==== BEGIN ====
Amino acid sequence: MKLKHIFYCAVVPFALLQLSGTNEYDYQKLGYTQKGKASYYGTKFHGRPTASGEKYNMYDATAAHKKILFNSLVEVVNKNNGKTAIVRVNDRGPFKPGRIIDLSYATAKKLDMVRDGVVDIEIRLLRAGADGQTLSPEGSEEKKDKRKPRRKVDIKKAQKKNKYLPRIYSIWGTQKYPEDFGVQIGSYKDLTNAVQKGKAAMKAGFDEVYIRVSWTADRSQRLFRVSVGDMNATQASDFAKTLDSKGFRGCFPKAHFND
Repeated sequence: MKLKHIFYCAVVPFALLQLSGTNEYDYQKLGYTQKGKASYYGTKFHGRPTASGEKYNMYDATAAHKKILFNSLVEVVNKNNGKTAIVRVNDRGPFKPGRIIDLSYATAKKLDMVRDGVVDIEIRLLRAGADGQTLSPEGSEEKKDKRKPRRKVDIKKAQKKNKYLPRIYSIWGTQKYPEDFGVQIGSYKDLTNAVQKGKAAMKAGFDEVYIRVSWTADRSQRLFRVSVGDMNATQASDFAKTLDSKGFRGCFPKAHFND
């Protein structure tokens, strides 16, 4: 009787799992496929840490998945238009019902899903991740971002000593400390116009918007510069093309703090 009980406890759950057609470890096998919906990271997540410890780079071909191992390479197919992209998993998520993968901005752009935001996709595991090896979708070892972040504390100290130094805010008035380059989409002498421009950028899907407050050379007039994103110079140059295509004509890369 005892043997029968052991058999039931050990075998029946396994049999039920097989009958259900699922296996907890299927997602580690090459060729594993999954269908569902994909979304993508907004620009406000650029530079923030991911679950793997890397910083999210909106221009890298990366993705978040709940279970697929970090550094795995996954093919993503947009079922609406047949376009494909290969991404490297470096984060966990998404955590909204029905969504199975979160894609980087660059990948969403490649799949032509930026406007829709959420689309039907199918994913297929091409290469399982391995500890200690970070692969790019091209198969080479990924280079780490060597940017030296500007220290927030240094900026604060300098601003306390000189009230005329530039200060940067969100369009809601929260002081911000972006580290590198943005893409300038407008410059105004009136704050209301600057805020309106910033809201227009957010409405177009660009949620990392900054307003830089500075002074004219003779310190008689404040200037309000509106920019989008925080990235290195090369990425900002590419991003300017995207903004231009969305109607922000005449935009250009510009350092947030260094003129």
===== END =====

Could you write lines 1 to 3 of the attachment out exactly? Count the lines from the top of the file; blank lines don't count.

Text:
Amino acid sequence: MKLKHIFYCAVVPFALLQLSGTNEYDYQKLGYTQKGKASYYGTKFHGRPTASGEKYNMYDATAAHKKILFNSLVEVVNKNNGKTAIVRVNDRGPFKPGRIIDLSYATAKKLDMVRDGVVDIEIRLLRAGADGQTLSPEGSEEKKDKRKPRRKVDIKKAQKKNKYLPRIYSIWGTQKYPEDFGVQIGSYKDLTNAVQKGKAAMKAGFDEVYIRVSWTADRSQRLFRVSVGDMNATQASDFAKTLDSKGFRGCFPKAHFND
Repeated sequence: MKLKHIFYCAVVPFALLQLSGTNEYDYQKLGYTQKGKASYYGTKFHGRPTASGEKYNMYDATAAHKKILFNSLVEVVNKNNGKTAIVRVNDRGPFKPGRIIDLSYATAKKLDMVRDGVVDIEIRLLRAGADGQTLSPEGSEEKKDKRKPRRKVDIKKAQKKNKYLPRIYSIWGTQKYPEDFGVQIGSYKDLTNAVQKGKAAMKAGFDEVYIRVSWTADRSQRLFRVSVGDMNATQASDFAKTLDSKGFRGCFPKAHFND
């Protein structure tokens, strides 16, 4: 009787799992496929840490998945238009019902899903991740971002000593400390116009918007510069093309703090 009980406890759950057609470890096998919906990271997540410890780079071909191992390479197919992209998993998520993968901005752009935001996709595991090896979708070892972040504390100290130094805010008035380059989409002498421009950028899907407050050379007039994103110079140059295509004509890369 005892043997029968052991058999039931050990075998029946396994049999039920097989009958259900699922296996907890299927997602580690090459060729594993999954269908569902994909979304993508907004620009406000650029530079923030991911679950793997890397910083999210909106221009890298990366993705978040709940279970697929970090550094795995996954093919993503947009079922609406047949376009494909290969991404490297470096984060966990998404955590909204029905969504199975979160894609980087660059990948969403490649799949032509930026406007829709959420689309039907199918994913297929091409290469399982391995500890200690970070692969790019091209198969080479990924280079780490060597940017030296500007220290927030240094900026604060300098601003306390000189009230005329530039200060940067969100369009809601929260002081911000972006580290590198943005893409300038407008410059105004009136704050209301600057805020309106910033809201227009957010409405177009660009949620990392900054307003830089500075002074004219003779310190008689404040200037309000509106920019989008925080990235290195090369990425900002590419991003300017995207903004231009969305109607922000005449935009250009510009350092947030260094003129």